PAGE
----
That Middle Gorge Hike was definitely one of our favorite memories of Tiger Leaping Gorge, and of China so far.  In fact, we even documented the journey on Instagram and put together a complete post here with photos and videos during the trip.  Check out our Middle Gorge Hike here!

Visiting Friends in Chongqing

After Tiger Leaping Gorge, we traveled down to Lijiang to catch a flight to Chongqing to meet up with some friends who used to live in Guangzhou.  One of the first things we did was go out for the famous Chongqing spicy hot pot!  And wow was it spicy — and AMAZING!

While I’ve been somewhat addicted to spicy food for years, Josh was never a huge fan until we moved to Asia…and particularly China.  Now he’s all about the spicy food too.  But this hot pot in Chongqing is, by American standards, “melt your face off hot!”  And yet, this pot right here was not even the spiciest level they had available.  I can’t imagine how spicy the levels beyond this are!

Overall we found Chongqing to be a pretty cool place.  We enjoyed going to Ciqikou Old Town and wandering around looking at all the shops.  Given our addiction to spicy Chinese hot pot, we were overjoyed when we saw that you could actually buy the hot pot cooking oil the spices and everything ready to go!  But we decided against carrying pounds of oil with us for the rest of the trip!


We lover hot and spicy peppers but this store in #Chongqing #China takes it to the extreme #POPChina

A photo posted by Peanuts or Pretzels (@peanutsorpretzels) on

During our time in Chongqing we also made a trip to the theater with our friends Steven and Wendy to see the new Finding Dory movie in 3-D.  Awww, how cute was that?!?!

Bullet Train to Chengdu – Tea, a Big Buddha, Opera, and Pandas

After seeing Dory, we headed out to the train station to catch a bullet train to Chengdu.  Flying through the countryside on the fast train, is always a wonderful way to travel and look out at the fields and villages.  We arrived in Chengdu and loved our really cool hostel, Mix hostel.

With weekly events like walking tours, dumpling making classes, and hot pots in the dining area, the vibe and friendly people here were awesome!  We stayed 5 nights and felt so comfortable, and the workers were so helpful.  Plus, they had some great tours, maps, and recommendations for us during our stay in Chengdu.  So we definitely recommend staying at Mix Hostel if you are planning to visit Chengdu!

Hanging out with Pandas in Chengdu
Look at all these “kids” – exploring the Panda Research and Breeding Center in Chengdu, China

During our time in Chengdu we did all the popular things.  We strolled through one of the local parks, had tea in the garden and even had our ears cleaned by one of the professionals (seems weird I know, but it is tradition…and it felt great!).  We also made a trip out to see the celebrity Pandas at the breading and research center, as well as going to see the famous Sichuan Opera – complete with the mask changers as the finale.  What a cool show experience!

Opera in Chengdu
Really loved our time at the Sichuan Opera in Chegdu – complete with the famous mask changers and fire breathers!

We also navigated our way through a traditional Sichuan hot pot dinner – just the two of us.  Because you can’t come to Chengdu and not have Sichuan hot pot (and didn’t I mention…we are kinda addicted to Chinese hot pots now!).  Walking around the city, you could actually smell spicy food and peppers wherever you go!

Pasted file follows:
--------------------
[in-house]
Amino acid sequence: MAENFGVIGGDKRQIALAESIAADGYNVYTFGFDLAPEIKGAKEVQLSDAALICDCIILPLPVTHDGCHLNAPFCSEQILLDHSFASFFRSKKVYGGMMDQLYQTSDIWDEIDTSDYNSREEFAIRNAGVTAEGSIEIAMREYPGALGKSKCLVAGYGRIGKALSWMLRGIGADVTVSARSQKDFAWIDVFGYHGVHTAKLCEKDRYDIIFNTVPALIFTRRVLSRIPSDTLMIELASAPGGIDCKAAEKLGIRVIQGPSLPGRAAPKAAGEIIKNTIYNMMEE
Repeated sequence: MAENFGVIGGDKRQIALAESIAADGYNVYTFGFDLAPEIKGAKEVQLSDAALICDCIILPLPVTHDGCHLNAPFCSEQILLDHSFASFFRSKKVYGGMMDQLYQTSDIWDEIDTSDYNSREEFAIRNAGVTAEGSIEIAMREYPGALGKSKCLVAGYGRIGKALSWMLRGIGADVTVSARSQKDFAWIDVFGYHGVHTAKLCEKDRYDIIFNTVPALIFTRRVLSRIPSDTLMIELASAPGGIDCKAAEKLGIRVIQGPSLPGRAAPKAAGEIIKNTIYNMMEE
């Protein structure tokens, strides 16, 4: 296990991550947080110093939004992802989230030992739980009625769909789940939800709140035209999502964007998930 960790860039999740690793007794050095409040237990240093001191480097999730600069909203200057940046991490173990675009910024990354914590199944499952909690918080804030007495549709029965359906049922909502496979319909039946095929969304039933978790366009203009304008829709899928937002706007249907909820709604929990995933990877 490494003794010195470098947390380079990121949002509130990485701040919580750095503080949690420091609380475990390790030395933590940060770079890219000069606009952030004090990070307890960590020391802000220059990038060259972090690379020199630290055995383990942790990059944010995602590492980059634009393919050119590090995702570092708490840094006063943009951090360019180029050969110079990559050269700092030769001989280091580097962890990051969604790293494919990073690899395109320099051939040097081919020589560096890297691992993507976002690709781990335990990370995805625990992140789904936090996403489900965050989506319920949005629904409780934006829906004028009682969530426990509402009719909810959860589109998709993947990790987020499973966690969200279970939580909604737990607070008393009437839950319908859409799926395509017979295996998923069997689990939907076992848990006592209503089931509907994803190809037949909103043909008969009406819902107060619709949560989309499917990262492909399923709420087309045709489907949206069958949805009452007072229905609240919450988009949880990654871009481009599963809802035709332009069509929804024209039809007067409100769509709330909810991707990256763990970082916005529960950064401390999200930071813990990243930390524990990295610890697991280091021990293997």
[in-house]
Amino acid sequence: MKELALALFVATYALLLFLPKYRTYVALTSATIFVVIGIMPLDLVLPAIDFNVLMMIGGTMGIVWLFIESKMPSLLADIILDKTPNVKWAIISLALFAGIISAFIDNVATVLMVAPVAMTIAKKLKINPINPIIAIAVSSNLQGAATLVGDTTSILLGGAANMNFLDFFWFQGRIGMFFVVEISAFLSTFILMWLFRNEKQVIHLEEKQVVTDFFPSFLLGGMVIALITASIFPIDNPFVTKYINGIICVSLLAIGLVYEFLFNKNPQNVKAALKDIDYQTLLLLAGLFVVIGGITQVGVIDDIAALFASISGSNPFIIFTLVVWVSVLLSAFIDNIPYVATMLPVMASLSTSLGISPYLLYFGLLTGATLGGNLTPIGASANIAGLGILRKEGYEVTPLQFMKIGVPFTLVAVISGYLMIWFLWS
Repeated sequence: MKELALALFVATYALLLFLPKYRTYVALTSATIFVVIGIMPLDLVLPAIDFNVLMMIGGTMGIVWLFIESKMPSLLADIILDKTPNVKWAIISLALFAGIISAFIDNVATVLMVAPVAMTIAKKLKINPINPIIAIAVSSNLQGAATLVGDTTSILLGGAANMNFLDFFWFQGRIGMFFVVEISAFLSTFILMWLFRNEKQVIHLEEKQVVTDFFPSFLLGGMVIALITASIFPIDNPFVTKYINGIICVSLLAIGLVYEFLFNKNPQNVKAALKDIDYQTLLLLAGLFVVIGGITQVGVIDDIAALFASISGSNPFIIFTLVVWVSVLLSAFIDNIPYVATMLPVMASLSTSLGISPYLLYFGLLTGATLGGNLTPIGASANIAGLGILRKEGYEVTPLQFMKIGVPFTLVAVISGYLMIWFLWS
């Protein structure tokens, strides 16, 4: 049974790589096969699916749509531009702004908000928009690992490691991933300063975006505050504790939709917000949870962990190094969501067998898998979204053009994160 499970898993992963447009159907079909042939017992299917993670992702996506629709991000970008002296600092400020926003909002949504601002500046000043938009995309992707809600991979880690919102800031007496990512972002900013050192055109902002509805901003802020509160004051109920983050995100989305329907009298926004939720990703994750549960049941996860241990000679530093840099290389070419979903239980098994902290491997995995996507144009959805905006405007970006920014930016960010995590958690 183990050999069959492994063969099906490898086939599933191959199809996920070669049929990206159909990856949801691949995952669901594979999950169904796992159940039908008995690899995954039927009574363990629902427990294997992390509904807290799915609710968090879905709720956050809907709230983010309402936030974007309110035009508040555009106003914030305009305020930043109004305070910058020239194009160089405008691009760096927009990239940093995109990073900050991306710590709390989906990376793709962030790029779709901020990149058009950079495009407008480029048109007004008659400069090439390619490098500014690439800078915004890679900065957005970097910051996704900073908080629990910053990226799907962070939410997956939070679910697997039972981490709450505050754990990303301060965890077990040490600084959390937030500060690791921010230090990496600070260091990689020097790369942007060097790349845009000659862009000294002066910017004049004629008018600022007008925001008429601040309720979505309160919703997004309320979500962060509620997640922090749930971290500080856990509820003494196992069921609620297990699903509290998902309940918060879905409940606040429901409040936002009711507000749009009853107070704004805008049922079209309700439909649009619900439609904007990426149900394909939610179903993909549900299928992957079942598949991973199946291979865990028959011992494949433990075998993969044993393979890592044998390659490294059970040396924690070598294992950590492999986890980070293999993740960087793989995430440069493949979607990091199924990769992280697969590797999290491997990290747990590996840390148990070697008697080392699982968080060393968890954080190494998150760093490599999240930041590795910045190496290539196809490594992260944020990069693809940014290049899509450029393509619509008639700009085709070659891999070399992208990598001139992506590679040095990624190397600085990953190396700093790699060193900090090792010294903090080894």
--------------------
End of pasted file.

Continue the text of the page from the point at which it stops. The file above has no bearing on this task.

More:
But after this hot pot dinner, we vowed no more…because while it’s tasty, cooking food in oil and dipping it in more oil sure makes it feel as though your arteries are clogging up at that very moment!  

We also traveled down to see the Leshan “Big Buddha” south of Chengdu.  We opted against taking a tour because we realized that you could easily do it on your own, and avoid the crowds.  So we actually took a bus just before noon south to Leshan.  It was a couple hours journey by bus, and when we arrived at the bus station, we simply hopped on a local bus that stopped right outside the bus station – taking us to the Big Buddha park.  See, easy!

Sitting Buddha in Lijiang
That is a really big Buddha! – Leshan, China

Arriving at the Big Buddha much later in the day, we had far fewer crowds – in fact, there was practically no line at the Big Buddha itself!  So we were able to relax and enjoy our visit much more than if we had come in the morning or taken a group tour.  It was an absolutely beautiful park – we wandered around for hours enjoying perfect weather.  We didn’t really want to leave, because as evening approached the Buddha and the park became even more stunning.  But we had to get back to Chengdu before it was too late.

We really enjoyed our visit to Chengdu.  Even though we spent only 5 days, it seemed like to had a chance to do most of the major things for visitors.  And we really enjoy the laid back lifestyle of the people there.  Compared to Guangzhou and other cities in China, Chengdu is definitely a more chill place.  I think I could live there!

Flight to Lhasa, Tibet!

Also during our visit to Chengdu, we made a visit to the Tibet Discoveries office to pick up our Tibet travel permits — yes, Tibet was next on our itinerary!  Unfortunately, the only way to travel to Tibet is by group tour for foreigners like us.  So we had to suck it up and pay for a complete tour package (but more on that in another post).  Usually they mail the permits out, but since we were in Chengdu, we were able to stop by the office to pick up our permits in person and say hi to the team!

Now that we had the permits, we were ready to take off on our flight from Chengdu to Lhasa — on what would be one of the coolest and most epic adventures of our lives so far!  But that story is for the next journal entry!